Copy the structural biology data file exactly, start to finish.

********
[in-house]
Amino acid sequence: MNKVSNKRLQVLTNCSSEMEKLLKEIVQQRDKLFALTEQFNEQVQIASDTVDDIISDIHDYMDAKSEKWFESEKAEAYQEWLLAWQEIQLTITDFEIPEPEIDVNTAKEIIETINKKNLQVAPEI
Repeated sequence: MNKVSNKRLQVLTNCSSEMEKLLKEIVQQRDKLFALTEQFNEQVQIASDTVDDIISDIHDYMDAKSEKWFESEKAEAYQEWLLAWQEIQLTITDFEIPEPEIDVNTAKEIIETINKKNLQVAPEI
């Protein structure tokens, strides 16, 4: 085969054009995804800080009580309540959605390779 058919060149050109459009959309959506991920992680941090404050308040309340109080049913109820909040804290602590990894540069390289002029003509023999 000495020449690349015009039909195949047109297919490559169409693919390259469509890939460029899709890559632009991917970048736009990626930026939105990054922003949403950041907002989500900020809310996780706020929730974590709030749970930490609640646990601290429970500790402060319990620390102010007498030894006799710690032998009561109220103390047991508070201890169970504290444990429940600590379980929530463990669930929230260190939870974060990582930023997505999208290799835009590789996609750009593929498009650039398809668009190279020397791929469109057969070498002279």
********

[in-house]
Amino acid sequence: MNKVSNKRLQVLTNCSSEMEKLLKEIVQQRDKLFALTEQFNEQVQIASDTVDDIISDIHDYMDAKSEKWFESEKAEAYQEWLLAWQEIQLTITDFEIPEPEIDVNTAKEIIETINKKNLQVAPEI
Repeated sequence: MNKVSNKRLQVLTNCSSEMEKLLKEIVQQRDKLFALTEQFNEQVQIASDTVDDIISDIHDYMDAKSEKWFESEKAEAYQEWLLAWQEIQLTITDFEIPEPEIDVNTAKEIIETINKKNLQVAPEI
């Protein structure tokens, strides 16, 4: 085969054009995804800080009580309540959605390779 058919060149050109459009959309959506991920992680941090404050308040309340109080049913109820909040804290602590990894540069390289002029003509023999 000495020449690349015009039909195949047109297919490559169409693919390259469509890939460029899709890559632009991917970048736009990626930026939105990054922003949403950041907002989500900020809310996780706020929730974590709030749970930490609640646990601290429970500790402060319990620390102010007498030894006799710690032998009561109220103390047991508070201890169970504290444990429940600590379980929530463990669930929230260190939870974060990582930023997505999208290799835009590789996609750009593929498009650039398809668009190279020397791929469109057969070498002279």